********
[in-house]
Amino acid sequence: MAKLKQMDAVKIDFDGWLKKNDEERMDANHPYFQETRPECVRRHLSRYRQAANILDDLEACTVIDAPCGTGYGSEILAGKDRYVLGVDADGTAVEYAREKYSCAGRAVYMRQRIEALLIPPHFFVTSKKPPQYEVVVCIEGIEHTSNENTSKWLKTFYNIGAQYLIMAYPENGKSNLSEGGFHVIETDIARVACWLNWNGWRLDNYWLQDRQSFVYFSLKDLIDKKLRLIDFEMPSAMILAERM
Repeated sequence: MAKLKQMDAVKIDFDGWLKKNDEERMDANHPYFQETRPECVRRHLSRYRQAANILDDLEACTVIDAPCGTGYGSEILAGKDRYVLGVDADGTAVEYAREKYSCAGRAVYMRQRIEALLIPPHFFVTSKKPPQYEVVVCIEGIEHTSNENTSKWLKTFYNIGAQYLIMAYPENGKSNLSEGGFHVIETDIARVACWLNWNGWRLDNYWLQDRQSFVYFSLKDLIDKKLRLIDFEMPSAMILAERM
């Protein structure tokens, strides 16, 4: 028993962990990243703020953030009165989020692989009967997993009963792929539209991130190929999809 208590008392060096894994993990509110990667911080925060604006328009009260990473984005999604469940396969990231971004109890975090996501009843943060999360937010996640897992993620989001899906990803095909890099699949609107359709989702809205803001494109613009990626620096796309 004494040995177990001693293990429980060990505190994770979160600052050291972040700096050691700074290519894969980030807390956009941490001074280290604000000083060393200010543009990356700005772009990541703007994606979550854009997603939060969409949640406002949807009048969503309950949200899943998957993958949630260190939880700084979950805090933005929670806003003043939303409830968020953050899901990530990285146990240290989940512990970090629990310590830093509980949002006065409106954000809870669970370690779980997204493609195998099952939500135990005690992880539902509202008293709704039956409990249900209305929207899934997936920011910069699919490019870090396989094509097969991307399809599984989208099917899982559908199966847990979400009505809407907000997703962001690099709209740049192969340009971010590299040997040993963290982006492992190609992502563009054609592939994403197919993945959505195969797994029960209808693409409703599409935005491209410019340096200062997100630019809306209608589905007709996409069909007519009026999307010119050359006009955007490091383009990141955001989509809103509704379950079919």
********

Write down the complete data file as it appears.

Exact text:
[in-house]
Amino acid sequence: MAKLKQMDAVKIDFDGWLKKNDEERMDANHPYFQETRPECVRRHLSRYRQAANILDDLEACTVIDAPCGTGYGSEILAGKDRYVLGVDADGTAVEYAREKYSCAGRAVYMRQRIEALLIPPHFFVTSKKPPQYEVVVCIEGIEHTSNENTSKWLKTFYNIGAQYLIMAYPENGKSNLSEGGFHVIETDIARVACWLNWNGWRLDNYWLQDRQSFVYFSLKDLIDKKLRLIDFEMPSAMILAERM
Repeated sequence: MAKLKQMDAVKIDFDGWLKKNDEERMDANHPYFQETRPECVRRHLSRYRQAANILDDLEACTVIDAPCGTGYGSEILAGKDRYVLGVDADGTAVEYAREKYSCAGRAVYMRQRIEALLIPPHFFVTSKKPPQYEVVVCIEGIEHTSNENTSKWLKTFYNIGAQYLIMAYPENGKSNLSEGGFHVIETDIARVACWLNWNGWRLDNYWLQDRQSFVYFSLKDLIDKKLRLIDFEMPSAMILAERM
């Protein structure tokens, strides 16, 4: 028993962990990243703020953030009165989020692989009967997993009963792929539209991130190929999809 208590008392060096894994993990509110990667911080925060604006328009009260990473984005999604469940396969990231971004109890975090996501009843943060999360937010996640897992993620989001899906990803095909890099699949609107359709989702809205803001494109613009990626620096796309 004494040995177990001693293990429980060990505190994770979160600052050291972040700096050691700074290519894969980030807390956009941490001074280290604000000083060393200010543009990356700005772009990541703007994606979550854009997603939060969409949640406002949807009048969503309950949200899943998957993958949630260190939880700084979950805090933005929670806003003043939303409830968020953050899901990530990285146990240290989940512990970090629990310590830093509980949002006065409106954000809870669970370690779980997204493609195998099952939500135990005690992880539902509202008293709704039956409990249900209305929207899934997936920011910069699919490019870090396989094509097969991307399809599984989208099917899982559908199966847990979400009505809407907000997703962001690099709209740049192969340009971010590299040997040993963290982006492992190609992502563009054609592939994403197919993945959505195969797994029960209808693409409703599409935005491209410019340096200062997100630019809306209608589905007709996409069909007519009026999307010119050359006009955007490091383009990141955001989509809103509704379950079919």